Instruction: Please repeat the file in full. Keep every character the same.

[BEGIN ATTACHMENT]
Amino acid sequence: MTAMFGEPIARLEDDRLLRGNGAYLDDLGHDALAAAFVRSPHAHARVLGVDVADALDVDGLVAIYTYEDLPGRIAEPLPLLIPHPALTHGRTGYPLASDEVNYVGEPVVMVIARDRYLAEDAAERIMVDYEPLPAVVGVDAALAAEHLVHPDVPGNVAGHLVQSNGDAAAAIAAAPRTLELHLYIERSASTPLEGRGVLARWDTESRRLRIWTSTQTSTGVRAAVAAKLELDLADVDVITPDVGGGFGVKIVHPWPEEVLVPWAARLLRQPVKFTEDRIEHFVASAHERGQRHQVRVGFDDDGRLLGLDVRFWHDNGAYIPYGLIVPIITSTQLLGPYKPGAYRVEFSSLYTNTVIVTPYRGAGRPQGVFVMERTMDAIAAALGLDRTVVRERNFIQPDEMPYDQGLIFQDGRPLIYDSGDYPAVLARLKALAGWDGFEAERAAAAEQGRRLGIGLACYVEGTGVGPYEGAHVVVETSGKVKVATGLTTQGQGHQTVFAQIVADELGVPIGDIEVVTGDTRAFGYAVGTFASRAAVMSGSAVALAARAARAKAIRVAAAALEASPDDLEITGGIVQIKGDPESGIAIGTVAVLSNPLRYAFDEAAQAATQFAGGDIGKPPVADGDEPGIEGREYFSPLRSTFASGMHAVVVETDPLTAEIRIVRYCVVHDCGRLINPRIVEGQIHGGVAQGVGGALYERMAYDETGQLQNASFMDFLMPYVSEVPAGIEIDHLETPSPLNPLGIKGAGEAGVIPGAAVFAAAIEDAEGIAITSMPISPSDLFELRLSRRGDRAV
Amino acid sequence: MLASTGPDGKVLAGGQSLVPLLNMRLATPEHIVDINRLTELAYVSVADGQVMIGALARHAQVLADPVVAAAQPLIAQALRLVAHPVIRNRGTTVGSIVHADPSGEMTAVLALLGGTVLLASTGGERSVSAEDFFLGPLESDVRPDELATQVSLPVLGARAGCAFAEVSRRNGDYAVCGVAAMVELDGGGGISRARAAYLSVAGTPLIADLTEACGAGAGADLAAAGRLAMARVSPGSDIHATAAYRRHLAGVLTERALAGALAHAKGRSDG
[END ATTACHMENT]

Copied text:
Amino acid sequence: MTAMFGEPIARLEDDRLLRGNGAYLDDLGHDALAAAFVRSPHAHARVLGVDVADALDVDGLVAIYTYEDLPGRIAEPLPLLIPHPALTHGRTGYPLASDEVNYVGEPVVMVIARDRYLAEDAAERIMVDYEPLPAVVGVDAALAAEHLVHPDVPGNVAGHLVQSNGDAAAAIAAAPRTLELHLYIERSASTPLEGRGVLARWDTESRRLRIWTSTQTSTGVRAAVAAKLELDLADVDVITPDVGGGFGVKIVHPWPEEVLVPWAARLLRQPVKFTEDRIEHFVASAHERGQRHQVRVGFDDDGRLLGLDVRFWHDNGAYIPYGLIVPIITSTQLLGPYKPGAYRVEFSSLYTNTVIVTPYRGAGRPQGVFVMERTMDAIAAALGLDRTVVRERNFIQPDEMPYDQGLIFQDGRPLIYDSGDYPAVLARLKALAGWDGFEAERAAAAEQGRRLGIGLACYVEGTGVGPYEGAHVVVETSGKVKVATGLTTQGQGHQTVFAQIVADELGVPIGDIEVVTGDTRAFGYAVGTFASRAAVMSGSAVALAARAARAKAIRVAAAALEASPDDLEITGGIVQIKGDPESGIAIGTVAVLSNPLRYAFDEAAQAATQFAGGDIGKPPVADGDEPGIEGREYFSPLRSTFASGMHAVVVETDPLTAEIRIVRYCVVHDCGRLINPRIVEGQIHGGVAQGVGGALYERMAYDETGQLQNASFMDFLMPYVSEVPAGIEIDHLETPSPLNPLGIKGAGEAGVIPGAAVFAAAIEDAEGIAITSMPISPSDLFELRLSRRGDRAV
Amino acid sequence: MLASTGPDGKVLAGGQSLVPLLNMRLATPEHIVDINRLTELAYVSVADGQVMIGALARHAQVLADPVVAAAQPLIAQALRLVAHPVIRNRGTTVGSIVHADPSGEMTAVLALLGGTVLLASTGGERSVSAEDFFLGPLESDVRPDELATQVSLPVLGARAGCAFAEVSRRNGDYAVCGVAAMVELDGGGGISRARAAYLSVAGTPLIADLTEACGAGAGADLAAAGRLAMARVSPGSDIHATAAYRRHLAGVLTERALAGALAHAKGRSDG